Studies show more than half of sales reps are actively searching for another job. This is leaving a talent vacuum and creating an onboarding challenge.
The “great resignation” is not over and the loss of critical discussion points with this mass exodus means potential sales are being left in the hopper along with a waste of lead cost.
This isn’t new to the sales managers who are on the line every day, managing data, assigning leads, tracking activity and driving sales (as best as they can).
What can the industry do to help address this phenomenon?
Three approaches are most often used, but each approach has tremendous shortcomings.
- Call recording. This is a key part of sales management, but managers are being overwhelmed with too much unstructured data to effectively process it all. If a manager has six reps and each rep talks 20 minutes per hour for 30 hours each week, they have 60 hours of recorded calls to listen to each week.
Managers need a way to listen to only the key parts of each sales call that matter to them as the sales coach and the person who is forecasting sales to the senior management.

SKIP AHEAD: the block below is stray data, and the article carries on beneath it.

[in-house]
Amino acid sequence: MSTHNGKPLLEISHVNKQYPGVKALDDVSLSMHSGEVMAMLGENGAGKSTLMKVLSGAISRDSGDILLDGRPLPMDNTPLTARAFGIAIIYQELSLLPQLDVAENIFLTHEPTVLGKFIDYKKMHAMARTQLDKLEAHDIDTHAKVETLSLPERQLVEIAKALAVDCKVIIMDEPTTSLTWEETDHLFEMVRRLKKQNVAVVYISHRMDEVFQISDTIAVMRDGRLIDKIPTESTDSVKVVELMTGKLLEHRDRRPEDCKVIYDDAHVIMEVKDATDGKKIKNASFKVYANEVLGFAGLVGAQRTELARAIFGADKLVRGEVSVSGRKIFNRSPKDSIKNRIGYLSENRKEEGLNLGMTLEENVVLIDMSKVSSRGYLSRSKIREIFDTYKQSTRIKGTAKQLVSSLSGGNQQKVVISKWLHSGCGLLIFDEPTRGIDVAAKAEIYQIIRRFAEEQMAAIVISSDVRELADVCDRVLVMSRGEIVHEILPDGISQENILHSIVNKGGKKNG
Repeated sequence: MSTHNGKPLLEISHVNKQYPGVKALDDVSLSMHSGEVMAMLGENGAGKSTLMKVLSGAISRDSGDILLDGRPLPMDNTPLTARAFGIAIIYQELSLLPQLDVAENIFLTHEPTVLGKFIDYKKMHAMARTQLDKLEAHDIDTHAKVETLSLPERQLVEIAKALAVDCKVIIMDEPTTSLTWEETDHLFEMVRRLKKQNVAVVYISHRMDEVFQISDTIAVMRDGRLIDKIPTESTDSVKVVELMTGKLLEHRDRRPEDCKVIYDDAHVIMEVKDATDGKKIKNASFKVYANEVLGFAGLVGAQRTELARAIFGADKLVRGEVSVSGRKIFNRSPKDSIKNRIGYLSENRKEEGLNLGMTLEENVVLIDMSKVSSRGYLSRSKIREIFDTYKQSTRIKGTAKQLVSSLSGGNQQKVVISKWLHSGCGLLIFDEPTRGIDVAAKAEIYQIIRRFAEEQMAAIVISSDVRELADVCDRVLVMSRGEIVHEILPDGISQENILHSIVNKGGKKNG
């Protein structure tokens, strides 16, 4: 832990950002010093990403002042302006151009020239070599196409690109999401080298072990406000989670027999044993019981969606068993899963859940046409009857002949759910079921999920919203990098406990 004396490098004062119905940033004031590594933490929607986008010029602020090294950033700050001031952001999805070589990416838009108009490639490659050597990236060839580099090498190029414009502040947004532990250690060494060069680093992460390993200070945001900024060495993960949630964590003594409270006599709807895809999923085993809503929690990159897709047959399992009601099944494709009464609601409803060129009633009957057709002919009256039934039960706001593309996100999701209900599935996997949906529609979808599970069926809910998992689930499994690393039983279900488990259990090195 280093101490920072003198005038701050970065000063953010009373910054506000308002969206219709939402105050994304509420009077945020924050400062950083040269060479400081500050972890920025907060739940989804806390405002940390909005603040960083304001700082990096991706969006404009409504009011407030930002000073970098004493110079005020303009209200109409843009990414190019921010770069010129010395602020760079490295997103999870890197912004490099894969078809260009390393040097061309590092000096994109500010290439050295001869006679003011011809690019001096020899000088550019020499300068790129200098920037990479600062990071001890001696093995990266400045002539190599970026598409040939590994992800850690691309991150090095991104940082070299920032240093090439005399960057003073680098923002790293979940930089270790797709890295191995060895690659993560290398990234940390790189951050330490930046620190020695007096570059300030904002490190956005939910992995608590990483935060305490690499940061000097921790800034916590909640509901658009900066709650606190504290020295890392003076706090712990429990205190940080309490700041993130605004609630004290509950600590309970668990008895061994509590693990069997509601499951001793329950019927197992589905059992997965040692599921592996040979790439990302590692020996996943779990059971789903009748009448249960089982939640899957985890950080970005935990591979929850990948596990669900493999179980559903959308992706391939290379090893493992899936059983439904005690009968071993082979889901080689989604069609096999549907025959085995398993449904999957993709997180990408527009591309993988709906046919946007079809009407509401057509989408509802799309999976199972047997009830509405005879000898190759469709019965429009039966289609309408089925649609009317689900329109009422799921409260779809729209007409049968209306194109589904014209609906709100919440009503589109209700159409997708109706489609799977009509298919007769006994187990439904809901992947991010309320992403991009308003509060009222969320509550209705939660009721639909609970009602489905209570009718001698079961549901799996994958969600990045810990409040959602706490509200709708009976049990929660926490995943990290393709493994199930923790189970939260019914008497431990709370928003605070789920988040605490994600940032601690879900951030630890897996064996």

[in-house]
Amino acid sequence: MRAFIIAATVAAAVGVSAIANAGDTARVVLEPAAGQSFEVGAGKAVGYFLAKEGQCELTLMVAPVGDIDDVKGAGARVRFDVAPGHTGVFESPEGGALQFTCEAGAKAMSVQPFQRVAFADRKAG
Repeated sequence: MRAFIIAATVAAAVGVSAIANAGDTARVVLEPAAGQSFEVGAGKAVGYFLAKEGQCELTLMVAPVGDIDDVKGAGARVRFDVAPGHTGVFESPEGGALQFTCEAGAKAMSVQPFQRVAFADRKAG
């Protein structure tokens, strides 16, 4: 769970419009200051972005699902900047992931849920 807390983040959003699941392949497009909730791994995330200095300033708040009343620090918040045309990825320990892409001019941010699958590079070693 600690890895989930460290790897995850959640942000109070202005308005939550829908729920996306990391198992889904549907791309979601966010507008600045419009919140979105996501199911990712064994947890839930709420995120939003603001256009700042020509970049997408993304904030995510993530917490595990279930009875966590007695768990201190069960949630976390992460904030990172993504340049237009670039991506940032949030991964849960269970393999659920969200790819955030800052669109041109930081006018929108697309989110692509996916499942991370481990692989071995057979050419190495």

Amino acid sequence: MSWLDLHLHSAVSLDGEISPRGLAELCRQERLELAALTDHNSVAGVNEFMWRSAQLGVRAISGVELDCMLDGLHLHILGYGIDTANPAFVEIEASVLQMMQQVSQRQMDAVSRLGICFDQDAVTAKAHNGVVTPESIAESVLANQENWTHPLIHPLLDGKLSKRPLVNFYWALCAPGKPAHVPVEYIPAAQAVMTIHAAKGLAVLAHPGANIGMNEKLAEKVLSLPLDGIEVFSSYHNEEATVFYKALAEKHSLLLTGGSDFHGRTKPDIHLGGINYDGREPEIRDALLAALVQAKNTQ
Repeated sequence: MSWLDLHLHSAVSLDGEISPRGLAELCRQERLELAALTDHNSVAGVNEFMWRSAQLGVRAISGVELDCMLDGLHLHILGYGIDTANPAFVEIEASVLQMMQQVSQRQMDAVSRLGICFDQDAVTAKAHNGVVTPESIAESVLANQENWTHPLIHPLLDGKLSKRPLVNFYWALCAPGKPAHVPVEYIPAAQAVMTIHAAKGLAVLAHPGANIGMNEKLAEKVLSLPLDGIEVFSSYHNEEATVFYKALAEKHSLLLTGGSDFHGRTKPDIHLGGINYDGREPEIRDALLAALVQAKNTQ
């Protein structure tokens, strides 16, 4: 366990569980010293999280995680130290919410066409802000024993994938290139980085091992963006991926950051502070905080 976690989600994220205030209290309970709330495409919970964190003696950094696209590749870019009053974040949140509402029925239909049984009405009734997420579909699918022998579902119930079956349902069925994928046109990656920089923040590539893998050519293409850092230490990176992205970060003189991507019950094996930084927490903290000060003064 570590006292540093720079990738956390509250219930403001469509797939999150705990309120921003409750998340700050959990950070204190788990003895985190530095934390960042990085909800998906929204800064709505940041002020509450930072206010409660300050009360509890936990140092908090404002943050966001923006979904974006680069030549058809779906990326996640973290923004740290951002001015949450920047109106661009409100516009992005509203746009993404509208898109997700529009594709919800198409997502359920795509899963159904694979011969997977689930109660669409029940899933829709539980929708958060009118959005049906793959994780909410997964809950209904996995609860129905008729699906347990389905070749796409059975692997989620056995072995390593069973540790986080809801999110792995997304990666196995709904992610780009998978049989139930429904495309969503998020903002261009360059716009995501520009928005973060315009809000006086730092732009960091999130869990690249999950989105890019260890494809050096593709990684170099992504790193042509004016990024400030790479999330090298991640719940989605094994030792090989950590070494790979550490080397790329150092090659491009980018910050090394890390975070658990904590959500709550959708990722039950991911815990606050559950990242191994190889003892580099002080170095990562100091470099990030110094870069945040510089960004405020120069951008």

Reps would love it because it would save them time, their customer relationship management system should automatically update for them, and it should allow them to always be relevant on every call.
- Transcribing recorded calls. Virtual selling has become the norm. But that doesn’t mean every rep is great at virtual engagement and building relationships. If they are doing Zoom calls (or similar), their CRM could be a great tool because it should allow the manager to see the faces of everyone on the call, hear what they say and Read what they are saying with a “moving hand” that walks them through every call transcript.
Sounds reasonable, even technologically viable in 2022, right?
But here’s the thing.
Each hour of recorded calls generates six pages of printed transcripts, ie, “your printer will hate you for the 360 pages you are printing each week!”
The solution – their CRM should have this See, Hear and Read function built into it, allowing the manger to log in, from anywhere, anytime, click on the most relevant parts of a call and see, hear and read everything that was communicated.
- Key word spotting is an attempt to point out the part of recorded calls the manger should want to hear. And that sounds reasonable, but it’s not! Why, you ask?
If each hour of a recorded call generates six pages of printed transcripts how long will it take a manager to listen to a 1-hour call for a 50-seat rep center. Who has that kind of time?